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April 28, 2006


The Globe and Mail reports on a new computer model of an H5N1 pandemic: No stopping bird flu, studies conclude.

The story describes a study led by Dr. Neil Ferguson that estimates one-third of Americans would be infected by avian flu—but if enough antivirals were available, the infection rate could drop to 28 percent.

The US population is expected to reach 300,000,000 in October 2006. So the Ferguson model predicts 100 million infected if nothing is done, and 84 million if enough antivirals miraculously appear from nowhere. Sixteen million spared the infection would be a goal worth achieving, but from what we're told it's not likely.

So here's a little speculation, based on a crude analogy with 1918-19: A three-wave pandemic, spring-fall-spring. Twenty-five million Americans sick in the first wave, fifty million in the second, and twenty-five million more in the last waves. Assume a comparable 33 percent infection rate around the world: two billion cases, in the same proportions as in the US.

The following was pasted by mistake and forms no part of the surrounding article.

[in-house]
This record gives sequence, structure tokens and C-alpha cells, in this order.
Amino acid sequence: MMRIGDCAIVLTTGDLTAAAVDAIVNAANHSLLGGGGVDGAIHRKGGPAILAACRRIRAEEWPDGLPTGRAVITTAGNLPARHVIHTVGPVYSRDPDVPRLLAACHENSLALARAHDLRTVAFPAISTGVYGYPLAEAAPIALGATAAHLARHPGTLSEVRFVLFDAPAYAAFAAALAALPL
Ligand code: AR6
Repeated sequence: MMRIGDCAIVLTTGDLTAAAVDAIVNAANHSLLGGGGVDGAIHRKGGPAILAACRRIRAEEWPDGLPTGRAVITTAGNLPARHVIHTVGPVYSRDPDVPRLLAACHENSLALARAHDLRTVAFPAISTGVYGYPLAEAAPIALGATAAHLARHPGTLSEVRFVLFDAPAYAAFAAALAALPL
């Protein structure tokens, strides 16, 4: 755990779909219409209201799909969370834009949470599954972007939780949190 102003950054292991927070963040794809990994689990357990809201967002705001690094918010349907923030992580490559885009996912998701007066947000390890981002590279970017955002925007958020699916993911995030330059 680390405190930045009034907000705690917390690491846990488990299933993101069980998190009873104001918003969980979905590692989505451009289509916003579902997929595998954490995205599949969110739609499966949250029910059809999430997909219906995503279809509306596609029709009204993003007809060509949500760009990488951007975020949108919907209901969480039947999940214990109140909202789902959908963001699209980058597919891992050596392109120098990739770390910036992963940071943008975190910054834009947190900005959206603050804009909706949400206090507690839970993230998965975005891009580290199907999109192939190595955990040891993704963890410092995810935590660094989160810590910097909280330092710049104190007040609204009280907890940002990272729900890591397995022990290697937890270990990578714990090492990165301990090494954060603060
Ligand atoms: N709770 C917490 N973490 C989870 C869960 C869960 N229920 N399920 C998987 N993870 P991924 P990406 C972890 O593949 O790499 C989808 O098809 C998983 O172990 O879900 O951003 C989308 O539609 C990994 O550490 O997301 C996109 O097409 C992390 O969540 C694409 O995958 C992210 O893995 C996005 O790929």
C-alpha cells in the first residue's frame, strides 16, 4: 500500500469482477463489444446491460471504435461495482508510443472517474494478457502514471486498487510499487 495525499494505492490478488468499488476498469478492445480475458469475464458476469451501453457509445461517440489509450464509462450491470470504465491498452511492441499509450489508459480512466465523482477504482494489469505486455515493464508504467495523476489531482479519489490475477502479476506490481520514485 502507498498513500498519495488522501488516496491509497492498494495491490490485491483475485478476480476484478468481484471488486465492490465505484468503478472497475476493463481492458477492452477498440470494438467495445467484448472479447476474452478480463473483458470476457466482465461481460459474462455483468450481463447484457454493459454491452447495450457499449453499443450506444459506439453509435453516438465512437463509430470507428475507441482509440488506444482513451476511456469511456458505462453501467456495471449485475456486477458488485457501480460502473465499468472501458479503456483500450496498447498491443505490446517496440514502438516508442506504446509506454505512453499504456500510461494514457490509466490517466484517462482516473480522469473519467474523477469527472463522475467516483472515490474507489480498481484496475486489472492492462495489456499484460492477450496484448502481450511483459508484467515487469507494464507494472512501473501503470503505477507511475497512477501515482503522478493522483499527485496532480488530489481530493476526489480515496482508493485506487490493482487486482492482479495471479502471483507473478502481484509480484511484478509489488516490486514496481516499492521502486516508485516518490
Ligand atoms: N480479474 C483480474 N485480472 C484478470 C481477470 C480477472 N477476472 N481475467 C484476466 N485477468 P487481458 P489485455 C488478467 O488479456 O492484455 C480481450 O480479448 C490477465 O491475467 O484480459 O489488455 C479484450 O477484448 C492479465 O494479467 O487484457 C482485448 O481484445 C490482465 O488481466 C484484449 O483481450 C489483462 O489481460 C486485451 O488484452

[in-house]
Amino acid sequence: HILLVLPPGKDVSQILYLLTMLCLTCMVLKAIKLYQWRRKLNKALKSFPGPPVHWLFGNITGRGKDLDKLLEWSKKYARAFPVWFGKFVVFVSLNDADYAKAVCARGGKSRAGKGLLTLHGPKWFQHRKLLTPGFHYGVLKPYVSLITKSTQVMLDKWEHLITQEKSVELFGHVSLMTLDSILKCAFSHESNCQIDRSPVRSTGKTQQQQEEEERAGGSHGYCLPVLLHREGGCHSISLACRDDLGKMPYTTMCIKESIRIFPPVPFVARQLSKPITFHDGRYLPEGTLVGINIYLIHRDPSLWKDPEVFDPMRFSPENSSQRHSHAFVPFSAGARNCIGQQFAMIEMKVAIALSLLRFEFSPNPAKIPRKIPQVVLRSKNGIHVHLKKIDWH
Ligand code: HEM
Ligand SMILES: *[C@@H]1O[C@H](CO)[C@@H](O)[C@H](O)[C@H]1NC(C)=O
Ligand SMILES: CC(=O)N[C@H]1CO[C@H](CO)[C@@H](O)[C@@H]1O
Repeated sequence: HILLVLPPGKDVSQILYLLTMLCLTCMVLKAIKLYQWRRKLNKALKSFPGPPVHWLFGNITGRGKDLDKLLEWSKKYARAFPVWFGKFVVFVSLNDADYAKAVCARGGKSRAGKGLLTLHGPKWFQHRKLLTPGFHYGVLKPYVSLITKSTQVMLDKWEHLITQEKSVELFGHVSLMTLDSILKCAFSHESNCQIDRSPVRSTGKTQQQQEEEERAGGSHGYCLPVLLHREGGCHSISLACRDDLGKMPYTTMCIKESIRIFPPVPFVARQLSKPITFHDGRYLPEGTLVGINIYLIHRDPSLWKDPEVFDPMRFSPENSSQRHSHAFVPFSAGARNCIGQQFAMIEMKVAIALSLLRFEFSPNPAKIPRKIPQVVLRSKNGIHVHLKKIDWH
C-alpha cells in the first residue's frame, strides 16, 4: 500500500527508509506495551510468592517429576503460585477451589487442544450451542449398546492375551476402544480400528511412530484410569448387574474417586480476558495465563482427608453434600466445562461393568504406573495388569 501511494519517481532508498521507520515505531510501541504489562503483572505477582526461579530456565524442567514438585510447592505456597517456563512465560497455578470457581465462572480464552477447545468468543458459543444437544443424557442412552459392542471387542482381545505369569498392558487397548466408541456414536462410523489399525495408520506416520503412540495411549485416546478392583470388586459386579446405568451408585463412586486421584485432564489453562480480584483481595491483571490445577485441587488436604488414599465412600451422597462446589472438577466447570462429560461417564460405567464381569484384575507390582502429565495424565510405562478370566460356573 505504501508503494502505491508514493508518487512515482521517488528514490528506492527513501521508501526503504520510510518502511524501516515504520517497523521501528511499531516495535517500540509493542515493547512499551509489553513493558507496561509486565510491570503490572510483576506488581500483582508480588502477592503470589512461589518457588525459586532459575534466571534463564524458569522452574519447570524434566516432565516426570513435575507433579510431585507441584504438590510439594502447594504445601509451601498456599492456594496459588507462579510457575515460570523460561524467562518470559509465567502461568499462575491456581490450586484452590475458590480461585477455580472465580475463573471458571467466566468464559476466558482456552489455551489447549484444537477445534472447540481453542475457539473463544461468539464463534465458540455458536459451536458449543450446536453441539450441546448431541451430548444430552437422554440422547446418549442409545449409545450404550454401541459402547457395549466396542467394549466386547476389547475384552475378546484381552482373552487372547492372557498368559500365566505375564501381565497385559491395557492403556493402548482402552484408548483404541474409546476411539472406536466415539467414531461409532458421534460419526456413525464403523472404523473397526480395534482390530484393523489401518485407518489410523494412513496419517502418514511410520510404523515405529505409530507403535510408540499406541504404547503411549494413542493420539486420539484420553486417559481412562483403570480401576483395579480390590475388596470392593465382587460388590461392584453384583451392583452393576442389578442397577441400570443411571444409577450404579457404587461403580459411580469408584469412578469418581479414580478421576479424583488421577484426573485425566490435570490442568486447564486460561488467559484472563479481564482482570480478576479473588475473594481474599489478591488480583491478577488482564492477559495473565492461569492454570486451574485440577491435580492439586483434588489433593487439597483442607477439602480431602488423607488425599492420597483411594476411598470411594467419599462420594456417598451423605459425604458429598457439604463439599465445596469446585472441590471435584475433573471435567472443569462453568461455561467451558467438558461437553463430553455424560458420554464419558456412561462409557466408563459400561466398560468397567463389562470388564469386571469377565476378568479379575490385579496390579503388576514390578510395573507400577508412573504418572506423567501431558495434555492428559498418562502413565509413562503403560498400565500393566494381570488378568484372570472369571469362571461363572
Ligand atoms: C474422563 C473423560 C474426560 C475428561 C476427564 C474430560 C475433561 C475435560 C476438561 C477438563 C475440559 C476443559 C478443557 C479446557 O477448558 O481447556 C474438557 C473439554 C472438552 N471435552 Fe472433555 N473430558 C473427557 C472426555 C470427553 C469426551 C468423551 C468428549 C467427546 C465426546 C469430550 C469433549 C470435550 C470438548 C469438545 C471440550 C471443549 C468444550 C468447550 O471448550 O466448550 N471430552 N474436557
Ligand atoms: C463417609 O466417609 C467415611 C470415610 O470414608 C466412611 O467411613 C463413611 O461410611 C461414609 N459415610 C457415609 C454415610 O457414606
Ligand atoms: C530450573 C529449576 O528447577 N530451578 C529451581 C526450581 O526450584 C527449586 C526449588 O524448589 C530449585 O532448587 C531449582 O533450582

In the fall wave, one in six Americans is sick. A billion other people are sick at the same time. The global infrastructure is held together by a coalition of saints, heroes, and lunatics, many of whom fall ill and die on the job.

Assume that the case fatality rate around the world is 2.5 percent, about the toll the US suffered in 1918-19 (other countries seem to have suffered much higher rates). So the US loses 625,000 people in the first spring wave, tries to recover over the summer, and then loses 1,250,000 between Labor Day and Thanksgiving.

In the final wave, another 625,000 Americans die. Meanwhile 50 million more die worldwide in the three waves. Collateral damage is on top of that: deaths due to untreated medical conditions and injuries, malnutrition, and so on.

Please don't take these numbers as firm predictions. This is a very crude extrapolation, the kind of thing we SF writers like to fool around with (and we couldn't even predict the personal computer, so what do we know?). And as awful as it sounds, it's no worse, proportionally, than the Spanish flu. Two-thirds of us won't catch even a mild form of H5N1.

To infect just a third of us, H5N1 may have to give up so much virulence that only a fraction of 1 percent actually die. Or it may keep its 55 percent mortality and kill so many people, so fast, that it smothers itself by running out of victims. The worst-case scenario, of course, is that it stays lethal while spreading easily and swiftly around the world.

But we still have no idea which scenario, if any, will come true.

Posted by dymaxion at April 28, 2006 03:03 PM

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